Amsterdam-based Re- examines what a magazine can be about. After a run of thematically based issues, it recently started to centre each issue around a single, fictional person, letting the character and voice of this ‘person’ define the content. The magazine feels familiar on the outside – logo and portrait on the cover – but is very different on the inside. For Re- the experiment is in the concept and content, using a clear and systematic design referring more to official documents and reports than to magazines, but with knowing nods towards current design trends.
Another Dutch magazine, Archis, uses a more chaotic version of a similar aesthetic to explore architectural theory. Designers Maureen Mooren and Daniel van der Velden have created an interactive experiment in editorial design, the pages perforated so they can be removed and re-ordered by the reader. Instead of a tastefully selected palette of fonts, colours and devices, they use a seemingly random selection of design styles taken from other publications. This builds up in layers to create a visual cacophony that reflects the content yet would be unthinkable without the computer.
Marmalade, from London, also plays with presentation styles, this time as a deliberate critique of the computer. A quarterly title that acts as an information board for creatives, the page designs are created photographically. As art director Sacha Spencer Trace explains, ‘People have got too lazy with QuarkXpress. We wanted to create something more fun. It’s like a couture dress, it takes much longer to make, but people want that amount of care sometimes.’ This idea of laziness is a very pertinent point that perhaps sums up the state of mainstream publishing now – it is so easy to knock together a quick design template that reflects but doesn’t add to current design ideas.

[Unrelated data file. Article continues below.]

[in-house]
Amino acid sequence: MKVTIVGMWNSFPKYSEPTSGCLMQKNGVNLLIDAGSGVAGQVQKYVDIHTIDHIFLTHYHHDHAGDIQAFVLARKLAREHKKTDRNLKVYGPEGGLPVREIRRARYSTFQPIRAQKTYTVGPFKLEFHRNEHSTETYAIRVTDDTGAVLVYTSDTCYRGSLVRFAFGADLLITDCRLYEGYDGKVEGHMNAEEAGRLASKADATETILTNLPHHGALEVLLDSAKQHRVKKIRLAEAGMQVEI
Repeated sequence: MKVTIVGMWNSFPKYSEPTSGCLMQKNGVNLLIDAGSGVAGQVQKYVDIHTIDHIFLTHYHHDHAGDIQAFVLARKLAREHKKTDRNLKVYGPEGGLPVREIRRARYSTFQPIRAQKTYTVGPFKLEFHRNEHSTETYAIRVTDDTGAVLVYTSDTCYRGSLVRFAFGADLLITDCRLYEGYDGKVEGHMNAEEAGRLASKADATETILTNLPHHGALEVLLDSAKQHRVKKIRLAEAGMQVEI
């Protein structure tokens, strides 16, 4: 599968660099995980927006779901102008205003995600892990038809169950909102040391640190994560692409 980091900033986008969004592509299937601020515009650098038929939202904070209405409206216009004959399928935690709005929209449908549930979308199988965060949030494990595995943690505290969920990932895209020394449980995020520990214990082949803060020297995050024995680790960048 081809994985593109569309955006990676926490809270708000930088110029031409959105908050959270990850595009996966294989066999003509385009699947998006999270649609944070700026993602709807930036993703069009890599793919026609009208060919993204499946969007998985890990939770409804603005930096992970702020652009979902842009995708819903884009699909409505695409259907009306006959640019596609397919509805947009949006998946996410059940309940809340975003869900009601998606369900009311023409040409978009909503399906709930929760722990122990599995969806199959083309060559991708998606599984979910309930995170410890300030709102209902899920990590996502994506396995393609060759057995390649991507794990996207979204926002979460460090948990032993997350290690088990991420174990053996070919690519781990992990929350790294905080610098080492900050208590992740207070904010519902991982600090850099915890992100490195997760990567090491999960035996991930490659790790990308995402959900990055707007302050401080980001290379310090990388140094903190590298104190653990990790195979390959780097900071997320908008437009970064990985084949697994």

Despite its different visual approach Marmalade is underpinned by a rigid grid, ‘to hold together the chaos’, says Spencer Trace, and uses basic magazine design rules – such as headlines and intros above articles – to balance the visual exuberance.
German magazine 032c is the visual opposite of Marmalade. Consisting of a mix of contributions from photographers, artists and writers based round a single theme, it is designed in a very quiet way by art director Petra Langhammer. She uses a cool, Modernist approach in black and white that lets the content take centre stage: if it’s a written piece it’s presented as solid text, if pictorial then it’s pure picture.
Virgin Atlantic’s in-flight magazine Carlos – which won Best Editorial Design at last month’s Design Week awards – is born of the new world of the microzine. Its lo-fi look and feel is the very opposite of its predecessor, the glossy HotAir. ‘The idea was to create a magazine that provided an allure in a more intimate, non-prescriptive way,’ explains art director Warren Jackson. ‘We give the readers credit to interpret the product on differing levels, encouraging them to feel that they are now a friend of “Carlos”, and have chanced upon his compendium of collected notations, drawings and writings.’
These magazines share an interest in content that has enabled their designers to take a fresh look at magazine design. They are testing what a magazine can and should be, experimenting with the form and providing new types of content that demand new types of design. Their influence has yet to tell on mainstream magazines, while they serve to highlight the problem the mainstream faces: without creative approaches to content how can magazine design develop?
Jeremy Leslie is creative director at John Brown Citrus Publishing and the author of MagCulture – New Magazine Design, published by Laurence King